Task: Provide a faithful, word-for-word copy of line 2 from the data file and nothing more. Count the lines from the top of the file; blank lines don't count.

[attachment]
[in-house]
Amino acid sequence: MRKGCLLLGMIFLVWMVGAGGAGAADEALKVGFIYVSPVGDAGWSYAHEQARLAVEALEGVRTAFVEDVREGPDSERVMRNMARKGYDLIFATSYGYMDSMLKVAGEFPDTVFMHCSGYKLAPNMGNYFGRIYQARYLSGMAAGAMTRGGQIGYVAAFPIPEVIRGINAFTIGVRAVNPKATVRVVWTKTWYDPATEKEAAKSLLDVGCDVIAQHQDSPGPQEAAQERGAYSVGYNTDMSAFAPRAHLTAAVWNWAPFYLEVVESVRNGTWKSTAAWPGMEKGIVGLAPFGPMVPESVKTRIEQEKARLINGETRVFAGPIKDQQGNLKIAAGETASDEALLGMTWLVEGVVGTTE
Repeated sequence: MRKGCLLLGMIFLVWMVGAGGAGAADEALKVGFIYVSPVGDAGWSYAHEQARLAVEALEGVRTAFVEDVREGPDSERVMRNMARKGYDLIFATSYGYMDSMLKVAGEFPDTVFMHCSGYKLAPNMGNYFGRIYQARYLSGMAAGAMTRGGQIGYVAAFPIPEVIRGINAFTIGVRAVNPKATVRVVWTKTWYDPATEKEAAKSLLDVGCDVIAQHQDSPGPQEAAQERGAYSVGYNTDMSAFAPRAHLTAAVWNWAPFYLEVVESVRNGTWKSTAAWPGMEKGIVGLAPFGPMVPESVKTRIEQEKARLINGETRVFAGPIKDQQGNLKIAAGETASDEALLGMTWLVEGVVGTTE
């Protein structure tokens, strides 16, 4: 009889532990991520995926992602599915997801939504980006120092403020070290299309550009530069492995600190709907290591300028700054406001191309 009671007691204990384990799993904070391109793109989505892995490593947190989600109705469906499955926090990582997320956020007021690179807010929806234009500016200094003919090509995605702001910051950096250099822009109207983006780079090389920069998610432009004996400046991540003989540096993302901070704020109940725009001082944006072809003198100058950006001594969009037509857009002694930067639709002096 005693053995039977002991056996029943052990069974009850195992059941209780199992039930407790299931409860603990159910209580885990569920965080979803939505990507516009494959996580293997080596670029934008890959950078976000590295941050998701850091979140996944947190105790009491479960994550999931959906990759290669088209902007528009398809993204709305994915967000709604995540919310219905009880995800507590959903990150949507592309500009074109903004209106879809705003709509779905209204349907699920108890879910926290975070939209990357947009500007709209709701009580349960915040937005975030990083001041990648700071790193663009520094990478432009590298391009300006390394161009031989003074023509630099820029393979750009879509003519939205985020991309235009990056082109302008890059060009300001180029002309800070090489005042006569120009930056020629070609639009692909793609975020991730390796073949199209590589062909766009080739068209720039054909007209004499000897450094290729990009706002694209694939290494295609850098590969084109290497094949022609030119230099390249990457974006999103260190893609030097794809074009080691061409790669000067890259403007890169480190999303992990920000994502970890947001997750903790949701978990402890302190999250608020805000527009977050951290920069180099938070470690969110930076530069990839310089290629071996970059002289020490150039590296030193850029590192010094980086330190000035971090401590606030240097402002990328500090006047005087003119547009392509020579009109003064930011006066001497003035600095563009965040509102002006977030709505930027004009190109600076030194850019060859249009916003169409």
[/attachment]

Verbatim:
Amino acid sequence: MRKGCLLLGMIFLVWMVGAGGAGAADEALKVGFIYVSPVGDAGWSYAHEQARLAVEALEGVRTAFVEDVREGPDSERVMRNMARKGYDLIFATSYGYMDSMLKVAGEFPDTVFMHCSGYKLAPNMGNYFGRIYQARYLSGMAAGAMTRGGQIGYVAAFPIPEVIRGINAFTIGVRAVNPKATVRVVWTKTWYDPATEKEAAKSLLDVGCDVIAQHQDSPGPQEAAQERGAYSVGYNTDMSAFAPRAHLTAAVWNWAPFYLEVVESVRNGTWKSTAAWPGMEKGIVGLAPFGPMVPESVKTRIEQEKARLINGETRVFAGPIKDQQGNLKIAAGETASDEALLGMTWLVEGVVGTTE